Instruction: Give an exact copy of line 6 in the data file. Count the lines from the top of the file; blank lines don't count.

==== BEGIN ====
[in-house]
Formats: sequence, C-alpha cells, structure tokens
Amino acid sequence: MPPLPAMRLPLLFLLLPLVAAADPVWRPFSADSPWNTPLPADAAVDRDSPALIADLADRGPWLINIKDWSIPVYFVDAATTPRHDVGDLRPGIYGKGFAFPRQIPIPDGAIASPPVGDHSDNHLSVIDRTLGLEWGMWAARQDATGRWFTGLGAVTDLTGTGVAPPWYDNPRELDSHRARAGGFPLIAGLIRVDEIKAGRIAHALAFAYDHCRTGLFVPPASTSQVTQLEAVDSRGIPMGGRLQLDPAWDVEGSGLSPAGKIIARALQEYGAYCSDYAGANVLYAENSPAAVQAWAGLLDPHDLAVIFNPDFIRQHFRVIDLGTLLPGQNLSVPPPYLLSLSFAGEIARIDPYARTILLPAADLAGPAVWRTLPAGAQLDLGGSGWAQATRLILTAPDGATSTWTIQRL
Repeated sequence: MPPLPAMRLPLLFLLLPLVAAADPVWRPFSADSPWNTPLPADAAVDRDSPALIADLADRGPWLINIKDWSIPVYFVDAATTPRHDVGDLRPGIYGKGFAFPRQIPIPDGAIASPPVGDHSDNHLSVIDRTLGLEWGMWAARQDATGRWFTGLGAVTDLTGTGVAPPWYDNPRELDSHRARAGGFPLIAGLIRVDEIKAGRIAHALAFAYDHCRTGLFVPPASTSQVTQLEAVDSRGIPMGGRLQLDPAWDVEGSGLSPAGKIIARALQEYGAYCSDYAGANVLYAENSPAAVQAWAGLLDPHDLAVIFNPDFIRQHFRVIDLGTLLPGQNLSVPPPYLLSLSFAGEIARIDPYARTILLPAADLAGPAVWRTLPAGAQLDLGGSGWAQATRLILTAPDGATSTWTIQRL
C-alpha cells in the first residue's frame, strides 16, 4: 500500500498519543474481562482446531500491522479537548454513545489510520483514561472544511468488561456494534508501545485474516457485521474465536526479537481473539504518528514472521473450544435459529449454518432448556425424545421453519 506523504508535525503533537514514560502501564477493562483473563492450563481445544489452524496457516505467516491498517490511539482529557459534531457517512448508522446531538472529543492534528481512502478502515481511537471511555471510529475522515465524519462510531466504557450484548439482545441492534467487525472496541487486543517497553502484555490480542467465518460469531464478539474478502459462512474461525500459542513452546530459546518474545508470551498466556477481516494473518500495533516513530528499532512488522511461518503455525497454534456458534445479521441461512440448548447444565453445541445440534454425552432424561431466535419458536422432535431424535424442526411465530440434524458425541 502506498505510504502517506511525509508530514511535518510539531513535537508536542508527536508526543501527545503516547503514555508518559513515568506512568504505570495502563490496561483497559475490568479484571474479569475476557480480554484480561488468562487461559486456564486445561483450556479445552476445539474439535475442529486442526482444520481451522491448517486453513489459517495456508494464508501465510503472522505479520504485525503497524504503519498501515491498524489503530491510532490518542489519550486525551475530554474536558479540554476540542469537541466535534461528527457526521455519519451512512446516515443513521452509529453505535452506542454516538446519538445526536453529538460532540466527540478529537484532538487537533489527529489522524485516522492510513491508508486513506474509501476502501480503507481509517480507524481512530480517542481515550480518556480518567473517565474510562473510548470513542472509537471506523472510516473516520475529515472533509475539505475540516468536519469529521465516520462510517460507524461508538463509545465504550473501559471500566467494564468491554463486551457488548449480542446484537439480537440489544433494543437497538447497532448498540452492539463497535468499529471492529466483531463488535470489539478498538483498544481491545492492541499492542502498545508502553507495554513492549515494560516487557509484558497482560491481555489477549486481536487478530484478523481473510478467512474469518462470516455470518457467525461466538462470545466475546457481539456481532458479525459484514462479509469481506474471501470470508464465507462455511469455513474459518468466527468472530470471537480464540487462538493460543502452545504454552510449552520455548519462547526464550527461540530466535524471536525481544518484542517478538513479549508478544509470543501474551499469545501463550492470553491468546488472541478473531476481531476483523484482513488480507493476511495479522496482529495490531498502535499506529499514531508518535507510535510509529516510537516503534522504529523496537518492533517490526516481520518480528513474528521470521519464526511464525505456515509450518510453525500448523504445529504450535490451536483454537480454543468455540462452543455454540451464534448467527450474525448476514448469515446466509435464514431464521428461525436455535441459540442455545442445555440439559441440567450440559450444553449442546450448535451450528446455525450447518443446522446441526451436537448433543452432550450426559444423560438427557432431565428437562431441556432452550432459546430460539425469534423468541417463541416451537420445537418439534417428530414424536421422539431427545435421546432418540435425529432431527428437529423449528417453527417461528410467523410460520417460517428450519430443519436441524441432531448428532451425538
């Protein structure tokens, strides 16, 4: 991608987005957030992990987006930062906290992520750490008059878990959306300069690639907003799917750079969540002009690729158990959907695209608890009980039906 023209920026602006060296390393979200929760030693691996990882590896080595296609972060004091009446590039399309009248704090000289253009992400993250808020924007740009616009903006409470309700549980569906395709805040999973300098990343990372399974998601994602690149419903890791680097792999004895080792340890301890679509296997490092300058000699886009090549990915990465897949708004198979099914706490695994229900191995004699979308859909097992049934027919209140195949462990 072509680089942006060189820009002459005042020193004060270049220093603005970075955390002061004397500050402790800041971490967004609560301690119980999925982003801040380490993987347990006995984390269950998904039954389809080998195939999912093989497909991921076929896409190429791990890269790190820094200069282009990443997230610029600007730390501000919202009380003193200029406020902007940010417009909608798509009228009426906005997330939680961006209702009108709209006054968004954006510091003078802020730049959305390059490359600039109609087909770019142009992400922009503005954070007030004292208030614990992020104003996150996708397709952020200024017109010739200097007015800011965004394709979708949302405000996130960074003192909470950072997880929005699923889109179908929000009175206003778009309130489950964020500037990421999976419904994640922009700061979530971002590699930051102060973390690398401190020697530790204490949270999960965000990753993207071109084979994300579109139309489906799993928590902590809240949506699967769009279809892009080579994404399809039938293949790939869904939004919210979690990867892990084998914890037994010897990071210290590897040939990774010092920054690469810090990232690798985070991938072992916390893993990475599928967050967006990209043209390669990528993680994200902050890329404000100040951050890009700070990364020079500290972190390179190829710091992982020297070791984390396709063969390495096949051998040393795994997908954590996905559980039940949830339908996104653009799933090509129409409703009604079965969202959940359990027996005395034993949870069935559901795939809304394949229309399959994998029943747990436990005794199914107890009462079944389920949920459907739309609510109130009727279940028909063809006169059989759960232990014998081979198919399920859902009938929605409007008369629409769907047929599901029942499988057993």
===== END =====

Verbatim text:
């Protein structure tokens, strides 16, 4: 991608987005957030992990987006930062906290992520750490008059878990959306300069690639907003799917750079969540002009690729158990959907695209608890009980039906 023209920026602006060296390393979200929760030693691996990882590896080595296609972060004091009446590039399309009248704090000289253009992400993250808020924007740009616009903006409470309700549980569906395709805040999973300098990343990372399974998601994602690149419903890791680097792999004895080792340890301890679509296997490092300058000699886009090549990915990465897949708004198979099914706490695994229900191995004699979308859909097992049934027919209140195949462990 072509680089942006060189820009002459005042020193004060270049220093603005970075955390002061004397500050402790800041971490967004609560301690119980999925982003801040380490993987347990006995984390269950998904039954389809080998195939999912093989497909991921076929896409190429791990890269790190820094200069282009990443997230610029600007730390501000919202009380003193200029406020902007940010417009909608798509009228009426906005997330939680961006209702009108709209006054968004954006510091003078802020730049959305390059490359600039109609087909770019142009992400922009503005954070007030004292208030614990992020104003996150996708397709952020200024017109010739200097007015800011965004394709979708949302405000996130960074003192909470950072997880929005699923889109179908929000009175206003778009309130489950964020500037990421999976419904994640922009700061979530971002590699930051102060973390690398401190020697530790204490949270999960965000990753993207071109084979994300579109139309489906799993928590902590809240949506699967769009279809892009080579994404399809039938293949790939869904939004919210979690990867892990084998914890037994010897990071210290590897040939990774010092920054690469810090990232690798985070991938072992916390893993990475599928967050967006990209043209390669990528993680994200902050890329404000100040951050890009700070990364020079500290972190390179190829710091992982020297070791984390396709063969390495096949051998040393795994997908954590996905559980039940949830339908996104653009799933090509129409409703009604079965969202959940359990027996005395034993949870069935559901795939809304394949229309399959994998029943747990436990005794199914107890009462079944389920949920459907739309609510109130009727279940028909063809006169059989759960232990014998081979198919399920859902009938929605409007008369629409769907047929599901029942499988057993």